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Title [Yonhap News] Ex-WEC chair says S. Korea can become key player in future energy market 2019.11.18

FROM: Yonhap News

[Yonhap News - November. 18, 2019]




Ex-WEC chair says S. Korea can become key player in future energy market




By Joo Kyung-don


SEOUL, Nov. 18 (Yonhap) -- In the past, those with resources and money were considered the majors in the energy market, but Younghoon David Kim, former chief of the World Energy Council (WEC), believes that power will shift to those with technologies in the future and that South Korea is in a great position to become one of the leaders.


With the global energy market moving towards the "3Ds" -- decarbonization, decentralization and digitalization -- Kim, the first South Korean to led the WEC, said South Korea's technological prowess in information and communication and battery technologies offer a great opportunity.


"People now say energy efficiency is the '5th energy source' in addition to coal, hydrocarbons, nuclear and renewable energy," Kim said in an interview with Yonhap News Agency. "Digitalization is linked with energy efficiency. I believe South Korea can further play a big role in this segment with its technologies."




In this photo provided by Daesung Group, former World Energy Council Chair Younghoon David Kim speaks in an interview with Yonhap News Agency at his office in Seoul on Nov. 14, 2019. (PHOTO NOT FOR SALE) (Yonhap)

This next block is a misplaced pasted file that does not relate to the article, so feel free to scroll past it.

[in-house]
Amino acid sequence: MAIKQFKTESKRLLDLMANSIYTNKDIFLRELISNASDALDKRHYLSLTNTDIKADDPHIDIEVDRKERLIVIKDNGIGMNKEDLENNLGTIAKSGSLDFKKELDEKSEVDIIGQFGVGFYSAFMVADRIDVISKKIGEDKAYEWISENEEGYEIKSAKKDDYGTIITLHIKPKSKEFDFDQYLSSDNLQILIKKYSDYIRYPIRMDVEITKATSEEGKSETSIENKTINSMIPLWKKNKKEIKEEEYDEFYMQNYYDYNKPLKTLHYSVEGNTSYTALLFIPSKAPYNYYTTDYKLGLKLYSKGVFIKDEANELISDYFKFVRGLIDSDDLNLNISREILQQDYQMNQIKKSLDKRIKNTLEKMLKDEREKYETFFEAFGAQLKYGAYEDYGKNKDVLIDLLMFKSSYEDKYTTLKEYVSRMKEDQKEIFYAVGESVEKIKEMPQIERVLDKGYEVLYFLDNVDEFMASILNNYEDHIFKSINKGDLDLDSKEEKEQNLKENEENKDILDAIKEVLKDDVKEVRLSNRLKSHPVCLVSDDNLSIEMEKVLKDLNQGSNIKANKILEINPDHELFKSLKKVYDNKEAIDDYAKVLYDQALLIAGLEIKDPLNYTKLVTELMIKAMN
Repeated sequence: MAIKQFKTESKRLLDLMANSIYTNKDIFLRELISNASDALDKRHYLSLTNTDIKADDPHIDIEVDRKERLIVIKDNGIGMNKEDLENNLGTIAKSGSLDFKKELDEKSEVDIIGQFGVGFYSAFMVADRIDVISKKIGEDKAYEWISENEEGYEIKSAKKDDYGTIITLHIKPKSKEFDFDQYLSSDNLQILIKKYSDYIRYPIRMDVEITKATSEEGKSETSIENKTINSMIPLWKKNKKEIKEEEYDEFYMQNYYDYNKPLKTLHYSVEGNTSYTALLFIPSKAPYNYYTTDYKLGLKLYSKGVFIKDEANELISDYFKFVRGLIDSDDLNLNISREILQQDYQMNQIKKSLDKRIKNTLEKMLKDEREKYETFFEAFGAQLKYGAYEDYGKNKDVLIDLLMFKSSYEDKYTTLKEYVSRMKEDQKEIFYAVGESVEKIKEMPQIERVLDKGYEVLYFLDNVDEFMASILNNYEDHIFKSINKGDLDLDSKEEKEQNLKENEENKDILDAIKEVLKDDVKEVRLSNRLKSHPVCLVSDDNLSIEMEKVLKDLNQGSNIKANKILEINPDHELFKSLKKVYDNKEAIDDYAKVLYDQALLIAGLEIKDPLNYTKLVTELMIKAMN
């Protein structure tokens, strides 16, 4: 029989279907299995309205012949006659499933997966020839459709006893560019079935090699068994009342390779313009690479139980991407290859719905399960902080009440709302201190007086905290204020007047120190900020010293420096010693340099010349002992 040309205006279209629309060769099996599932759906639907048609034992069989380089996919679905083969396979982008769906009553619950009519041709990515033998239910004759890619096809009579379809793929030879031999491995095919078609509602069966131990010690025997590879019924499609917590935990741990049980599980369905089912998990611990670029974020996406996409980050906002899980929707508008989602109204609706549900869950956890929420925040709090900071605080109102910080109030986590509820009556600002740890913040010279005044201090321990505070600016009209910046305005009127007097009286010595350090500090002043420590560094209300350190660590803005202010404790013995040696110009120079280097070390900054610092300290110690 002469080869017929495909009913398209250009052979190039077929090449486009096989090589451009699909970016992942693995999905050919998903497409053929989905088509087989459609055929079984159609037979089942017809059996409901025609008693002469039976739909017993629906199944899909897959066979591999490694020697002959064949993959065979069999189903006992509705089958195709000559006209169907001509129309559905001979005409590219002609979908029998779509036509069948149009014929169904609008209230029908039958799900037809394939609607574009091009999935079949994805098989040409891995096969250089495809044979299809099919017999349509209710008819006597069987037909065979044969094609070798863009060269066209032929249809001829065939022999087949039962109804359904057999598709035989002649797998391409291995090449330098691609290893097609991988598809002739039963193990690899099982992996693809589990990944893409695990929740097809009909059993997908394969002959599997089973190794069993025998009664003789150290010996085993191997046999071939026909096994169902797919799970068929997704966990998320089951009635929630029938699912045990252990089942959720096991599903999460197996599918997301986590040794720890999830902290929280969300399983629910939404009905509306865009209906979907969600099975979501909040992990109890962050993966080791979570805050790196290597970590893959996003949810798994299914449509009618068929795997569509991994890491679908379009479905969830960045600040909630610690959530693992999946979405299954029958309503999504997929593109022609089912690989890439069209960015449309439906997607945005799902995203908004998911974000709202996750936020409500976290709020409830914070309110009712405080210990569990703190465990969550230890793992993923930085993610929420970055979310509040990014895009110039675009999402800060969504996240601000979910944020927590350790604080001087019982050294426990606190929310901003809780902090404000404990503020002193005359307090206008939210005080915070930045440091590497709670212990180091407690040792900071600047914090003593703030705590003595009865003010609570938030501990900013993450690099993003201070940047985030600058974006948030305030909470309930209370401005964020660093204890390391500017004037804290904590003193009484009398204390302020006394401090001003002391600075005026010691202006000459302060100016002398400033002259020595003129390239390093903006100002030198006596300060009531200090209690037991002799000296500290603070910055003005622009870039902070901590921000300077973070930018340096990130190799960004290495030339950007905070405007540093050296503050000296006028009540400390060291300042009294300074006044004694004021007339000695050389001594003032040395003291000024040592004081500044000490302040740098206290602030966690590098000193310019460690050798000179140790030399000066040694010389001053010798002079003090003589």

This photo provided by Daesung Group shows Younghoon David Kim (R), then the World Energy Council chair, attending an event at the 24th World Energy Congress in Abu Dhabi on September 11, 2019. (PHOTO NOT FOR SALE) (YONHAP)



In particular, Kim said the rise of renewable energies, such as solar and wind, bodes well for South Korea.


"You can't control solar and wind, and that brings a problem of intermittency," he said. "In order to secure a stable power supply from renewables, you need energy storage systems, which South Korean companies are good at."


Kim acknowledged that competition with Japanese and Chinese rivals is tough, but there should be no big concern for the country, as South Korean energy storage systems (ESS) firms like LG Chem Ltd., Samsung SDI Co. and SK Innovation Co. are well-positioned as top-tier players.


"I think they really selected their future business items well," he said. "I think ESS will become South Korea's cash cow in the future, like semiconductors and smartphones are these days."


Kim completed his three-year term at the WEC, a U.N.-accredited global energy body with more than 3,000 member organizations in over 90 countries, in September. He now serves as the WEC's honorary chair.


"It was a happy ending," Kim said of completing his WEC chair job. "In the meantime, I would also say it's a wonderful beginning."


Kim said one of his biggest achievements at the WEC was giving the energy body a new vision. Instead of focusing on energy security topics based on fossil fuels, the London-based non-profit organization now tries to find solutions for a better future with innovative technologies, according to the 67-year-old businessman.


"I had to change almost everything after I became the chair" he said. "Of course, it wasn't an easy job, but what's important is that officials there eventually accepted my vision and plan."


Asked about how his Daesung Group is preparing for the future energy market, Kim mentioned white biotechnology -- using microbes and enzymes to produce chemical products and biofuels. Kim has been leading the mid-size energy conglomerate since 2001.


According to industry data, the global white biotechnology market was estimated at $238.9 billion in 2017 and is expected to reach $472.3 billion by 2025.


"I believe microbes will be an important power source within 50 years," Kim said. "Of course, we need more efforts to commercialize and mass-produce microbial energy, but we made a good take-off for the market."






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